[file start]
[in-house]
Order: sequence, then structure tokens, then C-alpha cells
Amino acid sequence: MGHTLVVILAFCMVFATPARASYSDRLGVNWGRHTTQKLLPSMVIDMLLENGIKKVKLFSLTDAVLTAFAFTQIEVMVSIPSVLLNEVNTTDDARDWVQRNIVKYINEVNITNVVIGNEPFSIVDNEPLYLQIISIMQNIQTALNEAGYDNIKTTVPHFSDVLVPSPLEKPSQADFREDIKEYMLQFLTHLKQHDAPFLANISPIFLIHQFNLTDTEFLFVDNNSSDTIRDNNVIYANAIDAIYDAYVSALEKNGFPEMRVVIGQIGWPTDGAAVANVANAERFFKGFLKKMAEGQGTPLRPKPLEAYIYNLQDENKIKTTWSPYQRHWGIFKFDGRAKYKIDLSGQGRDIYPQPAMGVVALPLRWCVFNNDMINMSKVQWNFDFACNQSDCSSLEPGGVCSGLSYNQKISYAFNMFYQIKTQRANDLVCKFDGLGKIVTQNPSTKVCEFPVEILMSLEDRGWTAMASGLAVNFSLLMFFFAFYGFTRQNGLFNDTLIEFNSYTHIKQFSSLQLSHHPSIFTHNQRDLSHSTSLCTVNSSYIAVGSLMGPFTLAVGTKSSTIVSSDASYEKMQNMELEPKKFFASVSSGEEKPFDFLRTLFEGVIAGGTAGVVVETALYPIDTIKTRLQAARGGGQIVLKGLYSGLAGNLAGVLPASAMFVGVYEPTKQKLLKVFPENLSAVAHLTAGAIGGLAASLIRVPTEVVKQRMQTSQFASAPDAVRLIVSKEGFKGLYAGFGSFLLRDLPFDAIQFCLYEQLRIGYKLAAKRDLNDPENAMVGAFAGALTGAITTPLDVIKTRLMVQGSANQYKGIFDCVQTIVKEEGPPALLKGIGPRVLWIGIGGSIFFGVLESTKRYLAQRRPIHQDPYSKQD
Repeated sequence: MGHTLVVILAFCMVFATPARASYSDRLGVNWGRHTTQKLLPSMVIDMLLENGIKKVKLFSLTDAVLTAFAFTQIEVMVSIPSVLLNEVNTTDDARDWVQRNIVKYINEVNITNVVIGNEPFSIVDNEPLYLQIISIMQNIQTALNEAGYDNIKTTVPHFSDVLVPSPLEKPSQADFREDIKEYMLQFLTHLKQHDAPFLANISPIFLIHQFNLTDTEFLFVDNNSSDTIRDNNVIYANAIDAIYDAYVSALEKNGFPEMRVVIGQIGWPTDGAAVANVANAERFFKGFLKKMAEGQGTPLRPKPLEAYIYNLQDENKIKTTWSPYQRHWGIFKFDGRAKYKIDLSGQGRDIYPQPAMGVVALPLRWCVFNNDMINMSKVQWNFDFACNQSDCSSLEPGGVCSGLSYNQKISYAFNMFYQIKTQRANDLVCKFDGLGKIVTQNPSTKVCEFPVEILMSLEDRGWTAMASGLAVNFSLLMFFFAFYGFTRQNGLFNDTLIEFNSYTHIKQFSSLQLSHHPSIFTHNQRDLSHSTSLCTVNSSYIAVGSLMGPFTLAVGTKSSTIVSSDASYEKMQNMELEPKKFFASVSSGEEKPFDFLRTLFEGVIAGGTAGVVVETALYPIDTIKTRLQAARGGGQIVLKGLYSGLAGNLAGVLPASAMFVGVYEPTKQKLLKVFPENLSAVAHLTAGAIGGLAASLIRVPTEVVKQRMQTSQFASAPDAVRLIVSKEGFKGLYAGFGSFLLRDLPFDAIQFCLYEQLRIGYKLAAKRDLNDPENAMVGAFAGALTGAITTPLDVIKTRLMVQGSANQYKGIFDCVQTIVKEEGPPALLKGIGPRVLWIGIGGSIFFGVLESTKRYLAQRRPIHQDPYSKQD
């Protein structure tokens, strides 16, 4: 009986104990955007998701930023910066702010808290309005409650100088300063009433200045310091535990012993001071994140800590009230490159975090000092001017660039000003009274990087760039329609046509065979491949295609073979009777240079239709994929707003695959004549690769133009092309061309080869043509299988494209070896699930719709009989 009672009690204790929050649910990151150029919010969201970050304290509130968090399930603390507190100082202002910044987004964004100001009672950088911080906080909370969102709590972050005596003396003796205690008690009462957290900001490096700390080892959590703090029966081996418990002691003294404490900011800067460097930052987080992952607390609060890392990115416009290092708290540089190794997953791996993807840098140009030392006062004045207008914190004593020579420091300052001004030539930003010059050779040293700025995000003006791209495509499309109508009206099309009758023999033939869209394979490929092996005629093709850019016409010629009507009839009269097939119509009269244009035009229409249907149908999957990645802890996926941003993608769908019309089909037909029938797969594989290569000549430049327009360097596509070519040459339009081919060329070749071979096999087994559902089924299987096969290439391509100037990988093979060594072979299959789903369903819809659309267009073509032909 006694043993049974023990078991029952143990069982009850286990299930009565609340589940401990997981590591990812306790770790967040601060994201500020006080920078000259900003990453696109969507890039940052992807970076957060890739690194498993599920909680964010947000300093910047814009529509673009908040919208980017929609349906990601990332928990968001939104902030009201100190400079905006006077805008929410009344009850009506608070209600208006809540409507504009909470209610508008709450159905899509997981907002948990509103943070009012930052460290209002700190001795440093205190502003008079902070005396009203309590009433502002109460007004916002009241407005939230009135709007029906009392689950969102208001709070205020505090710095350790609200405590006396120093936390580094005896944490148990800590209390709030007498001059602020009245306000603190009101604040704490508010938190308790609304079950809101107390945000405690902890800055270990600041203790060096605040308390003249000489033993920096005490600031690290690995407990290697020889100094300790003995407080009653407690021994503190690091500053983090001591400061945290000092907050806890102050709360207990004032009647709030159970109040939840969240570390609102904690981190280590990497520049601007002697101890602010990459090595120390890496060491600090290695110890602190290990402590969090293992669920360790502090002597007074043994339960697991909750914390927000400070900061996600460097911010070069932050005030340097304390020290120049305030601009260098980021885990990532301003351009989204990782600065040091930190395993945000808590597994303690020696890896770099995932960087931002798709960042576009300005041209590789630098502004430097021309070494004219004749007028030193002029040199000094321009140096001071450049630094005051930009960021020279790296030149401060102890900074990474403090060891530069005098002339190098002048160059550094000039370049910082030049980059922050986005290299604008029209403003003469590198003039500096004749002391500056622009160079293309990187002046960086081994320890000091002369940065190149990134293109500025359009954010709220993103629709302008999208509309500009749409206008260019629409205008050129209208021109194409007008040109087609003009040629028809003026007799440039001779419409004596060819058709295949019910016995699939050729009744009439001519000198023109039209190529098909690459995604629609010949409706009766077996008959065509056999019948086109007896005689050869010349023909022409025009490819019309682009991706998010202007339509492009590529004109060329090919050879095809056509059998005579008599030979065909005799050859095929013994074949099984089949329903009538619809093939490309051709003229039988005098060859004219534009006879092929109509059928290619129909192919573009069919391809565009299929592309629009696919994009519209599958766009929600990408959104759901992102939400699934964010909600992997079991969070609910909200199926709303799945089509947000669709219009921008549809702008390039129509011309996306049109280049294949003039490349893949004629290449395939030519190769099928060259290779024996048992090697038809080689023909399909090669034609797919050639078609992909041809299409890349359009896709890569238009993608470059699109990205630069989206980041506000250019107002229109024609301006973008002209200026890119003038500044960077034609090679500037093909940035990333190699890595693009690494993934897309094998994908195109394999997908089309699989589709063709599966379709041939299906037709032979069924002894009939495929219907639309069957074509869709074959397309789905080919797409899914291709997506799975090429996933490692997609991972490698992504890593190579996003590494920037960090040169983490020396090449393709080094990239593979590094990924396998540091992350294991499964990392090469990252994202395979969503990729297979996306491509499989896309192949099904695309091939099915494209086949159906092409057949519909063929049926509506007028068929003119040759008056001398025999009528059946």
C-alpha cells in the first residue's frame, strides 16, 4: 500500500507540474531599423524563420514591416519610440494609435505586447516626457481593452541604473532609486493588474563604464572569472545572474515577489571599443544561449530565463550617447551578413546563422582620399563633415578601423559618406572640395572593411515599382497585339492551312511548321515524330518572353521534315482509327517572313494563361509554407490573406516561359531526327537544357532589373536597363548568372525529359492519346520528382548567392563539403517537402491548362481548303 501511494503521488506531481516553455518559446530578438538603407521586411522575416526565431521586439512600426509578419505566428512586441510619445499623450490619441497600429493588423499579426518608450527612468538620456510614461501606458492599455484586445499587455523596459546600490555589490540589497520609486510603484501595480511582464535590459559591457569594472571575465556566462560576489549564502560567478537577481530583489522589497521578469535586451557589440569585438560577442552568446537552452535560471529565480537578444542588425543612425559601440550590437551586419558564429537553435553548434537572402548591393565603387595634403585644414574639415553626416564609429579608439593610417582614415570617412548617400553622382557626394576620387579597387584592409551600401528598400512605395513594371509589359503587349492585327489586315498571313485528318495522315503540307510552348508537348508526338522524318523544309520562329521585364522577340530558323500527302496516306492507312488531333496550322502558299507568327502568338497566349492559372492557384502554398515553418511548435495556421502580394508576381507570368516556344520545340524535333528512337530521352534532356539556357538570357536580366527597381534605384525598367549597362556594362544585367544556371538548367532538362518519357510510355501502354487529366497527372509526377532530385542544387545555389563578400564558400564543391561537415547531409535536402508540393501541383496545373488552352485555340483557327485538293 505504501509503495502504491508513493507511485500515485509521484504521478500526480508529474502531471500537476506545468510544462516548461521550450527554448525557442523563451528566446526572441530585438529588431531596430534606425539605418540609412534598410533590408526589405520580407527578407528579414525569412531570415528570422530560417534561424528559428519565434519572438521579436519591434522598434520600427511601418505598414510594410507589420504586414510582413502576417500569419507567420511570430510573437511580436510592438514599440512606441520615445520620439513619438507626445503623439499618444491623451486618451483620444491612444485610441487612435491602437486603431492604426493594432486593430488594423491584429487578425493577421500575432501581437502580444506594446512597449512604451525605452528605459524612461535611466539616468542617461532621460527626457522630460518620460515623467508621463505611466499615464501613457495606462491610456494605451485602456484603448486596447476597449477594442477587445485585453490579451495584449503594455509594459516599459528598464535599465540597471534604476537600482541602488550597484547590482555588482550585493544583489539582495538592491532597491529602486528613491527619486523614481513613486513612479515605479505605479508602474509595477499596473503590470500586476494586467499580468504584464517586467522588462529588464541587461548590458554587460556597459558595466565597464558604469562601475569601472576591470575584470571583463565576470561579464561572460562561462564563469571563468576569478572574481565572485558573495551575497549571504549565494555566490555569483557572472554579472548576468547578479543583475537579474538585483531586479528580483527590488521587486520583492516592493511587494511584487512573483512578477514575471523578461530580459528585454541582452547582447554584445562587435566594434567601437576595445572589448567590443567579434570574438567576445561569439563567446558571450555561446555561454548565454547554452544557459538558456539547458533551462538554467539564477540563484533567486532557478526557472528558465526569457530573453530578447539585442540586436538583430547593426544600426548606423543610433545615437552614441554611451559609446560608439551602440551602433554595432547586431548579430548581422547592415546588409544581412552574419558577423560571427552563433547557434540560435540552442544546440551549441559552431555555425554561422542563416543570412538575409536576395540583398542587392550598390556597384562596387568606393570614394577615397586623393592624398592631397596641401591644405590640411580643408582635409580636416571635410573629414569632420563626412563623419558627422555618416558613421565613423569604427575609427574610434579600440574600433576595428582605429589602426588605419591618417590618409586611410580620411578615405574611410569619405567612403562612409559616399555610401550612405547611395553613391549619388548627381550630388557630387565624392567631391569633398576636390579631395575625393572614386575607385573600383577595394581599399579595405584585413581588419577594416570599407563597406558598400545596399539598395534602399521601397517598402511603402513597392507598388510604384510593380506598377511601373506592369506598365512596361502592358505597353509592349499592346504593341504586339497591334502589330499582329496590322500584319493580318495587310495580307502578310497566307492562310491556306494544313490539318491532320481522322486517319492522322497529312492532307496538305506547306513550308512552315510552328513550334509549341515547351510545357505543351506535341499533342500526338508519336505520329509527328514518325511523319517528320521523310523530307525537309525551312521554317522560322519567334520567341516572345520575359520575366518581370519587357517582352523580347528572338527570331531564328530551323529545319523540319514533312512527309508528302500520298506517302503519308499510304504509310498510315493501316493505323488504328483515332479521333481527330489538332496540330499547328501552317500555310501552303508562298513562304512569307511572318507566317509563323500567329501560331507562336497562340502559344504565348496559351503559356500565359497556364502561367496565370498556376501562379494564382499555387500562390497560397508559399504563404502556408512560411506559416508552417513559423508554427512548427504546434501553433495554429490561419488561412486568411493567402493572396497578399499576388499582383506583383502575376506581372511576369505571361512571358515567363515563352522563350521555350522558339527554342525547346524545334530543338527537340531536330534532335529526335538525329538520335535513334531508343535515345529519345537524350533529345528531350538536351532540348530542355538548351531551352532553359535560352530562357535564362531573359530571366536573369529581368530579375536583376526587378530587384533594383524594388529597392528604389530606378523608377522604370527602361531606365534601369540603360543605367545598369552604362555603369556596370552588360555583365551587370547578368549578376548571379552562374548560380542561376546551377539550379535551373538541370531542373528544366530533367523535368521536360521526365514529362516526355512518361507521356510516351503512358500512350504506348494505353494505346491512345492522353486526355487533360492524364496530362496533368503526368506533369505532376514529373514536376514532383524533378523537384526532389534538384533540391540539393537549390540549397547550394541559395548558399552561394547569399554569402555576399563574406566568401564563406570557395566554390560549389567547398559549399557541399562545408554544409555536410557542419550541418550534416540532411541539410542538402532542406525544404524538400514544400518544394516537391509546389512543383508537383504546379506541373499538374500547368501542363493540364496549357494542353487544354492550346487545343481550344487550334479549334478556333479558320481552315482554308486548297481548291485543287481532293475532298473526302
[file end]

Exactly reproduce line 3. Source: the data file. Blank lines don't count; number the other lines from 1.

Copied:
Amino acid sequence: MGHTLVVILAFCMVFATPARASYSDRLGVNWGRHTTQKLLPSMVIDMLLENGIKKVKLFSLTDAVLTAFAFTQIEVMVSIPSVLLNEVNTTDDARDWVQRNIVKYINEVNITNVVIGNEPFSIVDNEPLYLQIISIMQNIQTALNEAGYDNIKTTVPHFSDVLVPSPLEKPSQADFREDIKEYMLQFLTHLKQHDAPFLANISPIFLIHQFNLTDTEFLFVDNNSSDTIRDNNVIYANAIDAIYDAYVSALEKNGFPEMRVVIGQIGWPTDGAAVANVANAERFFKGFLKKMAEGQGTPLRPKPLEAYIYNLQDENKIKTTWSPYQRHWGIFKFDGRAKYKIDLSGQGRDIYPQPAMGVVALPLRWCVFNNDMINMSKVQWNFDFACNQSDCSSLEPGGVCSGLSYNQKISYAFNMFYQIKTQRANDLVCKFDGLGKIVTQNPSTKVCEFPVEILMSLEDRGWTAMASGLAVNFSLLMFFFAFYGFTRQNGLFNDTLIEFNSYTHIKQFSSLQLSHHPSIFTHNQRDLSHSTSLCTVNSSYIAVGSLMGPFTLAVGTKSSTIVSSDASYEKMQNMELEPKKFFASVSSGEEKPFDFLRTLFEGVIAGGTAGVVVETALYPIDTIKTRLQAARGGGQIVLKGLYSGLAGNLAGVLPASAMFVGVYEPTKQKLLKVFPENLSAVAHLTAGAIGGLAASLIRVPTEVVKQRMQTSQFASAPDAVRLIVSKEGFKGLYAGFGSFLLRDLPFDAIQFCLYEQLRIGYKLAAKRDLNDPENAMVGAFAGALTGAITTPLDVIKTRLMVQGSANQYKGIFDCVQTIVKEEGPPALLKGIGPRVLWIGIGGSIFFGVLESTKRYLAQRRPIHQDPYSKQD